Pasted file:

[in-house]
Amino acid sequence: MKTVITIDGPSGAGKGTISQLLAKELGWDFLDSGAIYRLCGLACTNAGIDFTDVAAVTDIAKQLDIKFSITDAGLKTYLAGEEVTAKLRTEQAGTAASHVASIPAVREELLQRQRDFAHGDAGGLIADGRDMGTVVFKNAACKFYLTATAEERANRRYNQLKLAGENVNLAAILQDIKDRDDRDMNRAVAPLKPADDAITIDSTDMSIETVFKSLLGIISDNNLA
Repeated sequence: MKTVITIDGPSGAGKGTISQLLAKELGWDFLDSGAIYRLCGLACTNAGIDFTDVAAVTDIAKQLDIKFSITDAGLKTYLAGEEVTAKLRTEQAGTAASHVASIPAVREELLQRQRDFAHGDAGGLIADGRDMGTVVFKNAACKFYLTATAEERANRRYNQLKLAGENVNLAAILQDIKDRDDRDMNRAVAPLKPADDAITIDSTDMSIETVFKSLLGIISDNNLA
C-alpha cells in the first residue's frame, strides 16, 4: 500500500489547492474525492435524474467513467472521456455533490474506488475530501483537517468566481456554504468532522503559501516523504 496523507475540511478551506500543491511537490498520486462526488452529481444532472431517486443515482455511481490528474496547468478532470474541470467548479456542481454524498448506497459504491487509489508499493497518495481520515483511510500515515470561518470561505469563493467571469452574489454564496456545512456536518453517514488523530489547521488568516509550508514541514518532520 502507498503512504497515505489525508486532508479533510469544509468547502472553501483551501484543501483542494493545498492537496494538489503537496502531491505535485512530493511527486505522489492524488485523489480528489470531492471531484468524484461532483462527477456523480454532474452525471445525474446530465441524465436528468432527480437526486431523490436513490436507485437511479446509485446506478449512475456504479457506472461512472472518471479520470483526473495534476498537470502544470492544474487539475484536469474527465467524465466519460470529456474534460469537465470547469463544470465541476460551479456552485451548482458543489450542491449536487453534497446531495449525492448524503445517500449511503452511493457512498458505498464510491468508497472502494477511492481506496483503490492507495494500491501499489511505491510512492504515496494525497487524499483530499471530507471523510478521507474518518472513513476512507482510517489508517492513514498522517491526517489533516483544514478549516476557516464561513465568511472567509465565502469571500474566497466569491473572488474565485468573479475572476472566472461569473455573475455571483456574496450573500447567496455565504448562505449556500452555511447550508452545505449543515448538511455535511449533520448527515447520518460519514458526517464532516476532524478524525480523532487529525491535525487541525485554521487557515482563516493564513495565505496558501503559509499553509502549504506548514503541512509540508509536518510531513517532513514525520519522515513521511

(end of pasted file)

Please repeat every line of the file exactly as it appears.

[in-house]
Amino acid sequence: MKTVITIDGPSGAGKGTISQLLAKELGWDFLDSGAIYRLCGLACTNAGIDFTDVAAVTDIAKQLDIKFSITDAGLKTYLAGEEVTAKLRTEQAGTAASHVASIPAVREELLQRQRDFAHGDAGGLIADGRDMGTVVFKNAACKFYLTATAEERANRRYNQLKLAGENVNLAAILQDIKDRDDRDMNRAVAPLKPADDAITIDSTDMSIETVFKSLLGIISDNNLA
Repeated sequence: MKTVITIDGPSGAGKGTISQLLAKELGWDFLDSGAIYRLCGLACTNAGIDFTDVAAVTDIAKQLDIKFSITDAGLKTYLAGEEVTAKLRTEQAGTAASHVASIPAVREELLQRQRDFAHGDAGGLIADGRDMGTVVFKNAACKFYLTATAEERANRRYNQLKLAGENVNLAAILQDIKDRDDRDMNRAVAPLKPADDAITIDSTDMSIETVFKSLLGIISDNNLA
C-alpha cells in the first residue's frame, strides 16, 4: 500500500489547492474525492435524474467513467472521456455533490474506488475530501483537517468566481456554504468532522503559501516523504 496523507475540511478551506500543491511537490498520486462526488452529481444532472431517486443515482455511481490528474496547468478532470474541470467548479456542481454524498448506497459504491487509489508499493497518495481520515483511510500515515470561518470561505469563493467571469452574489454564496456545512456536518453517514488523530489547521488568516509550508514541514518532520 502507498503512504497515505489525508486532508479533510469544509468547502472553501483551501484543501483542494493545498492537496494538489503537496502531491505535485512530493511527486505522489492524488485523489480528489470531492471531484468524484461532483462527477456523480454532474452525471445525474446530465441524465436528468432527480437526486431523490436513490436507485437511479446509485446506478449512475456504479457506472461512472472518471479520470483526473495534476498537470502544470492544474487539475484536469474527465467524465466519460470529456474534460469537465470547469463544470465541476460551479456552485451548482458543489450542491449536487453534497446531495449525492448524503445517500449511503452511493457512498458505498464510491468508497472502494477511492481506496483503490492507495494500491501499489511505491510512492504515496494525497487524499483530499471530507471523510478521507474518518472513513476512507482510517489508517492513514498522517491526517489533516483544514478549516476557516464561513465568511472567509465565502469571500474566497466569491473572488474565485468573479475572476472566472461569473455573475455571483456574496450573500447567496455565504448562505449556500452555511447550508452545505449543515448538511455535511449533520448527515447520518460519514458526517464532516476532524478524525480523532487529525491535525487541525485554521487557515482563516493564513495565505496558501503559509499553509502549504506548514503541512509540508509536518510531513517532513514525520519522515513521511